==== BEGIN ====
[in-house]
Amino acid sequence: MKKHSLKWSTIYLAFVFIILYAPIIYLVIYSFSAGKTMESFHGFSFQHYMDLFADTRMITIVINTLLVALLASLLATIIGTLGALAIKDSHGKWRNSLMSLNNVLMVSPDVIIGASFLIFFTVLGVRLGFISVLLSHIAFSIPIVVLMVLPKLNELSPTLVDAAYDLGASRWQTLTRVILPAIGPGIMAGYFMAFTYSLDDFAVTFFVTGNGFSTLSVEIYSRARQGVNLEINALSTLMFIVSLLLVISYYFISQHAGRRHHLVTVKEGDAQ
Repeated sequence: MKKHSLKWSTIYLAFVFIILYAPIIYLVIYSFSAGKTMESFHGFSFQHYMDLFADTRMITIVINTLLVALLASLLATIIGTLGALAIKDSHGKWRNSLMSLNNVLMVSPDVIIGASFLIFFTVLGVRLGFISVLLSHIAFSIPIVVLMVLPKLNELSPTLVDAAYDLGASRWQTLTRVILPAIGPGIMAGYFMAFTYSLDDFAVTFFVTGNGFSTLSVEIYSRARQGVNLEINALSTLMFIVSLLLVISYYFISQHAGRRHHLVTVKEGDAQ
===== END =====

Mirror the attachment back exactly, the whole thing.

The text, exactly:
[in-house]
Amino acid sequence: MKKHSLKWSTIYLAFVFIILYAPIIYLVIYSFSAGKTMESFHGFSFQHYMDLFADTRMITIVINTLLVALLASLLATIIGTLGALAIKDSHGKWRNSLMSLNNVLMVSPDVIIGASFLIFFTVLGVRLGFISVLLSHIAFSIPIVVLMVLPKLNELSPTLVDAAYDLGASRWQTLTRVILPAIGPGIMAGYFMAFTYSLDDFAVTFFVTGNGFSTLSVEIYSRARQGVNLEINALSTLMFIVSLLLVISYYFISQHAGRRHHLVTVKEGDAQ
Repeated sequence: MKKHSLKWSTIYLAFVFIILYAPIIYLVIYSFSAGKTMESFHGFSFQHYMDLFADTRMITIVINTLLVALLASLLATIIGTLGALAIKDSHGKWRNSLMSLNNVLMVSPDVIIGASFLIFFTVLGVRLGFISVLLSHIAFSIPIVVLMVLPKLNELSPTLVDAAYDLGASRWQTLTRVILPAIGPGIMAGYFMAFTYSLDDFAVTFFVTGNGFSTLSVEIYSRARQGVNLEINALSTLMFIVSLLLVISYYFISQHAGRRHHLVTVKEGDAQ